Theorem 3.2

Recognition is -complete for -CPG graphs.

Proof

We show that a graph is rectilinear planar if and only if its line graph is -CPG. As Recognition for rectilinear planar graphs was shown to be -complete in [16], this concludes the proof. Suppose is a rectilinear planar graph and let be the collection of horizontal and vertical segments in a rectilinear planar drawing of . It is not difficult to see that the contact graph of is isomorphic to . Conversely, assume that is a -CPG graph and consider a 0-bend CPG representation of . Since is -free [4], every path in has at most two contact points. Thus, by eventually shortening paths, we may assume that contacts only happen at endpoints of paths. Therefore, induces a rectilinear planar drawing of , where each vertex corresponds to a contact point in and each edge is mapped to its corresponding path in . ∎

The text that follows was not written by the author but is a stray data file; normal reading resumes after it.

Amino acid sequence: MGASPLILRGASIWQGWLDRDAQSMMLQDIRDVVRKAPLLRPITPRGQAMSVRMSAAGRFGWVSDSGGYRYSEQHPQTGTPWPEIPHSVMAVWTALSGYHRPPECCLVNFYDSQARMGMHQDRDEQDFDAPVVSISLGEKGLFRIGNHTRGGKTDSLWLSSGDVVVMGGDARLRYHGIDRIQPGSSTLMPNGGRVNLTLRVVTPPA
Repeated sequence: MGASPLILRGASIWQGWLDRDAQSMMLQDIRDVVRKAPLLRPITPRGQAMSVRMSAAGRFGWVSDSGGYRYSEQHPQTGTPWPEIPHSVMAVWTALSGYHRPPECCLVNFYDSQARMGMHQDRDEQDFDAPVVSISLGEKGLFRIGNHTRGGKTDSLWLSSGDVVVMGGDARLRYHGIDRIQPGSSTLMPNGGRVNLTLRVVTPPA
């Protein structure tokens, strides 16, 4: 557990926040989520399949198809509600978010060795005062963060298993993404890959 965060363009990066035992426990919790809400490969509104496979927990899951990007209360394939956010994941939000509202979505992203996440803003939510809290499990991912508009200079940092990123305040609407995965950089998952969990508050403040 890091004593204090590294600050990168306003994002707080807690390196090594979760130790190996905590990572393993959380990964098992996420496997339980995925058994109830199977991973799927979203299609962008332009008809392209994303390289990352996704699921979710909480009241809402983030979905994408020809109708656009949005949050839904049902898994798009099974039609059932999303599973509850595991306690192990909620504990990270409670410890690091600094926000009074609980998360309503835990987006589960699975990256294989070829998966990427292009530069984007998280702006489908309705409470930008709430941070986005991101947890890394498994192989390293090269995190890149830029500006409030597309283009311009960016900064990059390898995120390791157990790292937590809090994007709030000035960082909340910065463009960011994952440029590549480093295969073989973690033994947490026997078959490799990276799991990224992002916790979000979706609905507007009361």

4 Planar CPG Graphs

In this section, we focus on planar graphs and their relation with CPG graphs. In particular, we show that not every planar graph is CPG and not all CPG graphs are planar.111We can further show that not all CPG graphs are 1-planar as is CPG but not 1-planar [25].

Lemma 2

If is a CPG graph for which there exists a CPG representation containing no grid-point of type I or II.a, then is planar. In particular, if is a triangle-free CPG graph, then is planar.

Proof

Let be a CPG graph for which there exists a CPG representation containing no grid-point of type I or II.a. By considering each path of as a curve in the plane, it follows that is a curve contact graph having a representation (namely ) in which any point in the plane belongs to at most three curves. Furthermore, whenever a point in the plane belongs to the interior of a curve and corresponds to an endpoint of two other curves, then those two curves lie on the same side of (recall that there is no grid-point of type II.a). Hence, it follows from Proposition 2.1 in [20] that is planar.

If is a triangle-free CPG graph, then no CPG representation of contains grid-points of type I or II.a. Hence, is planar. ∎

Remark. Since is a triangle-free nonplanar graph, it follows from Lemma 2 that is not CPG. Therefore, CPG graphs are -free. Observe however that for any , -CPG is not a subclass of planar graphs as there exist -CPG graphs which are not planar (see Fig. 3).